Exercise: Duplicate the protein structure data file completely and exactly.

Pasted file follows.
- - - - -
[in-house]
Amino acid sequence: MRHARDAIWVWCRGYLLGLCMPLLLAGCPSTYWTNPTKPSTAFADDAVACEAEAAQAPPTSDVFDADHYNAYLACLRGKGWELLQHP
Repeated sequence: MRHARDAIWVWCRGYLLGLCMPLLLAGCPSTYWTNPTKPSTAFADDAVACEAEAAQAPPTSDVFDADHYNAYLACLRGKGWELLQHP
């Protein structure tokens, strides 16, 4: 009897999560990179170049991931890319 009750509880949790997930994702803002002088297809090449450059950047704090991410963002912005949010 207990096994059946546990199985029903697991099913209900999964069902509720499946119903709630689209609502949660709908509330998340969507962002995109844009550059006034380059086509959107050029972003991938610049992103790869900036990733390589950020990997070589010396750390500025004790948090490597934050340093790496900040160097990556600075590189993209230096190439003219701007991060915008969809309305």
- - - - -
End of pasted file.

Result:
[in-house]
Amino acid sequence: MRHARDAIWVWCRGYLLGLCMPLLLAGCPSTYWTNPTKPSTAFADDAVACEAEAAQAPPTSDVFDADHYNAYLACLRGKGWELLQHP
Repeated sequence: MRHARDAIWVWCRGYLLGLCMPLLLAGCPSTYWTNPTKPSTAFADDAVACEAEAAQAPPTSDVFDADHYNAYLACLRGKGWELLQHP
């Protein structure tokens, strides 16, 4: 009897999560990179170049991931890319 009750509880949790997930994702803002002088297809090449450059950047704090991410963002912005949010 207990096994059946546990199985029903697991099913209900999964069902509720499946119903709630689209609502949660709908509330998340969507962002995109844009550059006034380059086509959107050029972003991938610049992103790869900036990733390589950020990997070589010396750390500025004790948090490597934050340093790496900040160097990556600075590189993209230096190439003219701007991060915008969809309305």